Wednesday, August 21, 2013

Little Red Flowers (2006)

A well-made story set against the backdrop of post-revolutionary China that, despite it's strengths, often comes off as boring and exploitative. I have no problem with child nudity in, say, "Let the Right One In," but the movie's obsession with the four-year-old's protagonist's genitals is  not only creepy, but just plain wrong. I've seen less nudity in a Lars Von Trier flick.

   Fang Qiangqiang (Bowen Dong) is a rebellious tyke who is dropped off at a grim boarding school by his father, than left to sink or swim, so to speak. What follows is a kind of brainwashing sicker than anything you'll see in "The Human Centipede" or "Audition."

   The kids are teased with the superfluous exercise of receiving little red paper flowers for good behavior. All Qiang wants is the flowers, but his habitual bed-wetting and daily transgressions make the others immediately dislike him. Hence- no flowers. The boarding school is barren and cold, except for a few toys that don't look like they couldn't make the cut for the Goodwill donation box.

    Immediately, it is established that all independent thought is squelched at this academy. The children are taught to eat, drink, poop, and sleep as one. These kids are being taught to be compliant, much to the horror of this free-thinking viewer. Meanwhile, Qiang stirs up trouble like a tiny Randall P. McMurphy, inciting rebellion when he convinces the impressionable children that strict Mrs. Li (Zhao Rui) is a tyke-eating monster. 

   This movie actually has a lot to say about values both Chinese and American. The scene where Mrs. Li goes ballistic about Qiang getting a female classmate to lift up her skirt so he can give her an 'injection' is particularly telling, as it is an unhealthy reaction to a natural exchange between children. Not only does she reprimand Qiang fiercely, she also resorts to name-calling to the girl for 'letting a boy take off her pants.'

   However, I will say that the nudity bothered me, and before you say "That's your problem," let me ask you this- would you let your little boy, your brother, your nephew get undressed for a camera at this developmental age? And before you say "it's his rights," children of this age have no rights when it comes to 'choosing' to flaunt their body in front of the camera.

 It would be different, of course, if the nudity were crucial to this plot. It isn't. Also, I'm almost certain they terrified the living s**t out of these children to get a performance. The tears of these toddlers are so incredibly real that the movie has almost a documentary feel. A good thing? Maybe, unless you take into account that no child this age can give a performance of this caliber. Either they're the best child actors ever. Or... there's something else going on here.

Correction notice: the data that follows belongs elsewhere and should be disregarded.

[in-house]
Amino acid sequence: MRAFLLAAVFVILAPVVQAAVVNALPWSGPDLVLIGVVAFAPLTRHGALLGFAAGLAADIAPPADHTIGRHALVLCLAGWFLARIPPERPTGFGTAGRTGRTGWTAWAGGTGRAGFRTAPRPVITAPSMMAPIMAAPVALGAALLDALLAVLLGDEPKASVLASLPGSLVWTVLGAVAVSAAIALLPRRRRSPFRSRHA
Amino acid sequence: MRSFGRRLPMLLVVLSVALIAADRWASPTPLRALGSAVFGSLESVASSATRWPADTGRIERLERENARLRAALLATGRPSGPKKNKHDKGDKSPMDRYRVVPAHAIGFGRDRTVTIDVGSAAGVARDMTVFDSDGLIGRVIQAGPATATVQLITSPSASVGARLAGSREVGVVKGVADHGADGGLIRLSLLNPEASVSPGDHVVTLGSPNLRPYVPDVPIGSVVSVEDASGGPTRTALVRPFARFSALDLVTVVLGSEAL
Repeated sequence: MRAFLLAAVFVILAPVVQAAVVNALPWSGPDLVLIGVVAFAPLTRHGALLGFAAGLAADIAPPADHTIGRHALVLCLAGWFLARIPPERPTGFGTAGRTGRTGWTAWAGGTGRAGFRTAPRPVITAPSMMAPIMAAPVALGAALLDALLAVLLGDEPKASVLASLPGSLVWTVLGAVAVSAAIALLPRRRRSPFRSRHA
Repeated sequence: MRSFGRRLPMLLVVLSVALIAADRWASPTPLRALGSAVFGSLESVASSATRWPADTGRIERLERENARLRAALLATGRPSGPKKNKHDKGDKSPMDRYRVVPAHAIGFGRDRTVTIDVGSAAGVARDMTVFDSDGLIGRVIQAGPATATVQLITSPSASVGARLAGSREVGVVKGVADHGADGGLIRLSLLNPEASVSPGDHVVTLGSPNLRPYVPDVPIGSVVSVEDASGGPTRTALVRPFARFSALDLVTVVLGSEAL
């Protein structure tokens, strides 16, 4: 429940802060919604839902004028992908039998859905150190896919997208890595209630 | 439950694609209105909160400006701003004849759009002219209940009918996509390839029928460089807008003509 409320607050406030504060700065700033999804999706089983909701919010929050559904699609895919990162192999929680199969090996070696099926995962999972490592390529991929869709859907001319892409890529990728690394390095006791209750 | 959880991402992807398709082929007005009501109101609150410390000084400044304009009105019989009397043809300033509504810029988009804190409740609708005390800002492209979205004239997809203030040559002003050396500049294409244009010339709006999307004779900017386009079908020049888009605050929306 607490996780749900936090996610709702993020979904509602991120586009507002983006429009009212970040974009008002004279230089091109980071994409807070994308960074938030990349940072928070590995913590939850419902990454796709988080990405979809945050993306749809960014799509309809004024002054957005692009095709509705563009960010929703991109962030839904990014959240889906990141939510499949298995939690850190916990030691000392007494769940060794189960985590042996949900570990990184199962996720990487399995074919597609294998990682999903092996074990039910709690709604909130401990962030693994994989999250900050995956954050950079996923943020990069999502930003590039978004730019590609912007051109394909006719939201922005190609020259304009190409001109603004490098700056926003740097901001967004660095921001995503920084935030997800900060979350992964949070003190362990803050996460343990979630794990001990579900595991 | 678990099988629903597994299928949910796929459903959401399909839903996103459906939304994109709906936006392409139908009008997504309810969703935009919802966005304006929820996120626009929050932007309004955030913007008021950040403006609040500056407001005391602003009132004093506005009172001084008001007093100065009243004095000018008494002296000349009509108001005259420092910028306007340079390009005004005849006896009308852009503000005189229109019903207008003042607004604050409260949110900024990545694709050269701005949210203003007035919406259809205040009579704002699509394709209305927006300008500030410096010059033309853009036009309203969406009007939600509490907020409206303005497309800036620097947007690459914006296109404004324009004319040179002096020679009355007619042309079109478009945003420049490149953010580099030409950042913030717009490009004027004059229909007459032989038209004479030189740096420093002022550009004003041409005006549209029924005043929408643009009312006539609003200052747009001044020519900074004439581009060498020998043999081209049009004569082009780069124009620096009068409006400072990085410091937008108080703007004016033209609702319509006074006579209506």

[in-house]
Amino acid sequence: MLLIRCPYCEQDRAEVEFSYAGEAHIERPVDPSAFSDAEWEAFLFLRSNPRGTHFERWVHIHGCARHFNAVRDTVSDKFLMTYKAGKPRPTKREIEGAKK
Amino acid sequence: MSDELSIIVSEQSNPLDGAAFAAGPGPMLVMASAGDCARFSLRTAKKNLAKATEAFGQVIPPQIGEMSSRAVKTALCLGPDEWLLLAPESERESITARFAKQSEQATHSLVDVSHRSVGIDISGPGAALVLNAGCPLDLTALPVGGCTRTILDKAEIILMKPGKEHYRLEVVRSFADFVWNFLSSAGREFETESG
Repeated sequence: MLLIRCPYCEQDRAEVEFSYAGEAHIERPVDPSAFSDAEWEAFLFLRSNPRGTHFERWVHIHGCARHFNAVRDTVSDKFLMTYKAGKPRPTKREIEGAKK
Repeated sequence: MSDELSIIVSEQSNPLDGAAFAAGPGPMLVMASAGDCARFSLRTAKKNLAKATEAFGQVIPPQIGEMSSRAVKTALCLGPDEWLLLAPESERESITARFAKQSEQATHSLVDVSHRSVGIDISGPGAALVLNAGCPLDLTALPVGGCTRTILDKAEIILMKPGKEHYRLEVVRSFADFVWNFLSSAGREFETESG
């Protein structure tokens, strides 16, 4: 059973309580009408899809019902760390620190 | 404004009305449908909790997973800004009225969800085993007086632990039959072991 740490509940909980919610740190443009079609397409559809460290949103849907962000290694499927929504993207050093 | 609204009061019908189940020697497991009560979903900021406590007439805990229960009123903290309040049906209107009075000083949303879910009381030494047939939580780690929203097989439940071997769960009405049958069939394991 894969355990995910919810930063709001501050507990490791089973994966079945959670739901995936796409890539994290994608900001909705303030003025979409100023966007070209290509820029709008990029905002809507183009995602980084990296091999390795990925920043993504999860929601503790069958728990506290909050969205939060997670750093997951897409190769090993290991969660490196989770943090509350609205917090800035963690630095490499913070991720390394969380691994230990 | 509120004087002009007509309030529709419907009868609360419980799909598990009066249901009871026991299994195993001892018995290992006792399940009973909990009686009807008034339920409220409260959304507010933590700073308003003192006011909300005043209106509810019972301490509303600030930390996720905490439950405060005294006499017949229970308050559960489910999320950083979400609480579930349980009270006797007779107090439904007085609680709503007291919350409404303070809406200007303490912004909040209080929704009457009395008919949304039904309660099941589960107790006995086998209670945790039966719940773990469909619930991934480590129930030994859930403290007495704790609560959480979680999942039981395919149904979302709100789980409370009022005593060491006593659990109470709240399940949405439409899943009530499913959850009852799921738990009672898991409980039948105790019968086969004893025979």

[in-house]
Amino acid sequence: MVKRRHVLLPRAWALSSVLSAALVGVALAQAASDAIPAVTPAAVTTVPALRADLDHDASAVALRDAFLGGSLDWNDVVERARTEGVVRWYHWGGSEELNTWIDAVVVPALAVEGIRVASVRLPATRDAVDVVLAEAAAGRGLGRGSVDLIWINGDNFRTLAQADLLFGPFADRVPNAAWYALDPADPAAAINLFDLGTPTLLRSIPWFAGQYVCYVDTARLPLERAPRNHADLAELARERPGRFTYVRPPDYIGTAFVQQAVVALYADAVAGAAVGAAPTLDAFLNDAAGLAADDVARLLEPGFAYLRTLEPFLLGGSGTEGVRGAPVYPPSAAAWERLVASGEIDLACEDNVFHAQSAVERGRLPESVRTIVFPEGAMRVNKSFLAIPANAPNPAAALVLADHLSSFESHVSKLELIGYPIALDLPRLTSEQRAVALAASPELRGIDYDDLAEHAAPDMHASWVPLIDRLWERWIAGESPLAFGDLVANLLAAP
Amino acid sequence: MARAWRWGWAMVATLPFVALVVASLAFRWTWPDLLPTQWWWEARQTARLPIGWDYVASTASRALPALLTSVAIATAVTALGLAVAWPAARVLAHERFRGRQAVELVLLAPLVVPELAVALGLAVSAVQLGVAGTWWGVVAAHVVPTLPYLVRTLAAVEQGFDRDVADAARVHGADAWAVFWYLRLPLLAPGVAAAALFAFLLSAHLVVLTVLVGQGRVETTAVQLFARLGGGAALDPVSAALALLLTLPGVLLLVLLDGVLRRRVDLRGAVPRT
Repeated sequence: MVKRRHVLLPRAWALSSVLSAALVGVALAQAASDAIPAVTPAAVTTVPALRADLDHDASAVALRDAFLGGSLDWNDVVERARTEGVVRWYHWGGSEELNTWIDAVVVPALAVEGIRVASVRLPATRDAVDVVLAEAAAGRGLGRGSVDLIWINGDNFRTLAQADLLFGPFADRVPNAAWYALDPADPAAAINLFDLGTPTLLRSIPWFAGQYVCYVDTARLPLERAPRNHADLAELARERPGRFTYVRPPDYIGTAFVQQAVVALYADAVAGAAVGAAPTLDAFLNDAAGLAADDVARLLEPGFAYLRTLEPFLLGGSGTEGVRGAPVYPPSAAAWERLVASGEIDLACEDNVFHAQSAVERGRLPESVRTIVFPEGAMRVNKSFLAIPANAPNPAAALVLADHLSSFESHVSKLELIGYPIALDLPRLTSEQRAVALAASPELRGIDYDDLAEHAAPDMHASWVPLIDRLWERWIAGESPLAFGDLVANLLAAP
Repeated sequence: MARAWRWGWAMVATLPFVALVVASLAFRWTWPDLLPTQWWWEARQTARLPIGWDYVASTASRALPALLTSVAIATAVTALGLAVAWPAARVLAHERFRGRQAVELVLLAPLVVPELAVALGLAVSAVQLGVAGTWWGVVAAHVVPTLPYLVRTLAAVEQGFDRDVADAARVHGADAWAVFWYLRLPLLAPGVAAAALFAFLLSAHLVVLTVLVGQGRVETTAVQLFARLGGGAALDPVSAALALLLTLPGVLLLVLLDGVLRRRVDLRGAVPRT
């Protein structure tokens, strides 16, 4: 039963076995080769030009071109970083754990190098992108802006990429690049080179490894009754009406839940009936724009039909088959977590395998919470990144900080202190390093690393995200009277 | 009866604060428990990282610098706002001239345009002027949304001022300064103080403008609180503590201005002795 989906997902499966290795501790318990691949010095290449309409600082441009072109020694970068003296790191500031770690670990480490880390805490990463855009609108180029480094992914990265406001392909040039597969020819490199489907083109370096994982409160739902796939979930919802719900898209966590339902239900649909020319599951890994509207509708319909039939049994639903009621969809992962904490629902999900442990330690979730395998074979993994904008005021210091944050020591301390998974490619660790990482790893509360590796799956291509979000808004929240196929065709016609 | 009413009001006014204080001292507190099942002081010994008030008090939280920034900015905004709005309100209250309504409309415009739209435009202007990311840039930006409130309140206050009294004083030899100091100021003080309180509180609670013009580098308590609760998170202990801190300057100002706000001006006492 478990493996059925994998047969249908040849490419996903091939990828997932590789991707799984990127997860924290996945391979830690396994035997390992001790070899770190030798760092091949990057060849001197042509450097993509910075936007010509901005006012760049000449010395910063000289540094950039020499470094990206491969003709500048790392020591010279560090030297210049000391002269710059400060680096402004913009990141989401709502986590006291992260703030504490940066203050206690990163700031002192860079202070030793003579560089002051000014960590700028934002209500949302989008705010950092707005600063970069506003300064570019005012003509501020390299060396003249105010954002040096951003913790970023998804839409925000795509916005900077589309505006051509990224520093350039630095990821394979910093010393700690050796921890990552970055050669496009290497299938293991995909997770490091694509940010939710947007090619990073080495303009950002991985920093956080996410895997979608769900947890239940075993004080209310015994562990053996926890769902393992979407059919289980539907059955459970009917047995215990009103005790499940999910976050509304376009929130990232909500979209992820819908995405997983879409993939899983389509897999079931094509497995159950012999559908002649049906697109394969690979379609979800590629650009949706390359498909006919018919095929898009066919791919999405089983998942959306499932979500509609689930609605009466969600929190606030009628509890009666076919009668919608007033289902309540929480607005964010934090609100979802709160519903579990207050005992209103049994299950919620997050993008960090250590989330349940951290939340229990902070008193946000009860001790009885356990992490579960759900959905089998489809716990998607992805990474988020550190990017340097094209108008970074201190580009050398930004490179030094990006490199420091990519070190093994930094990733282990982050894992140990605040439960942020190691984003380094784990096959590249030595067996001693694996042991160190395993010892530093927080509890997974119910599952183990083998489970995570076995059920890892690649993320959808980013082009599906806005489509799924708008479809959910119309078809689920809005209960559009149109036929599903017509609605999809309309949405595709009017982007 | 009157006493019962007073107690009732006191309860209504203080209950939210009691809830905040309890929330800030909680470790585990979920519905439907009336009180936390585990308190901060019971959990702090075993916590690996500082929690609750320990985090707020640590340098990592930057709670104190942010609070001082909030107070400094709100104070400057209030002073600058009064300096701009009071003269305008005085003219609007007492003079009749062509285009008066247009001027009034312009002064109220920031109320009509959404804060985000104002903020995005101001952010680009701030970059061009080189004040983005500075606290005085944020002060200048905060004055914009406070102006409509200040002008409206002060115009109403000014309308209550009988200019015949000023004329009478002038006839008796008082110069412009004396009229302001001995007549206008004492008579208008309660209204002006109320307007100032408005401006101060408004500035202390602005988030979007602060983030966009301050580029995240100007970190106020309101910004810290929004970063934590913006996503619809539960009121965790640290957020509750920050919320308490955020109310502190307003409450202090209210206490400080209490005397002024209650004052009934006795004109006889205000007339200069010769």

The film mirrors the totalitarian regime of the era, so that's food for thought, if you like that sort of thing. The children are adorable, if only they were fully clothed more often. Yeah, I've decided for sure. I'm rounding the rating off to a 5.5.


  1. Oh boy, thanks for the warning Steph, I don't think I want to see this one.

  2. I am being honest here, I decided to read this review because the poster is in Japanese but it tells the story in China...that got me intrigued. But as I read, I started thinking you' ve picked poster from Japanese viewers.

    Anyway...I don't like nudity on both grown ups and children, I can still take semi but not frontal one, I can take one scene but many scenes (main reason why I no longer watch Game of Throne). So, thank you for the warning. I will skip this one when I come accross it.

  3. I have watched the movie already and i felt the same.
    the filming involved too much child nudity to a point where i have been feeling shame.
    too much violation of physical-psychological-spiritual boundaies, though with great lessons to the possibility of breaking of individuals' boundaireis possible by groups.
    i wonder what theses kids will have top say to their parents/caretakes as they grow up and find out they have been used and exposed to the entire world'(audience).
    it is a common habit also in the west to use children for commercial aims, and it is a big quesstion whether there is a law ,(an international opne), concerning children's rights and the protection of their physical/psychological/spiritual boundaies.


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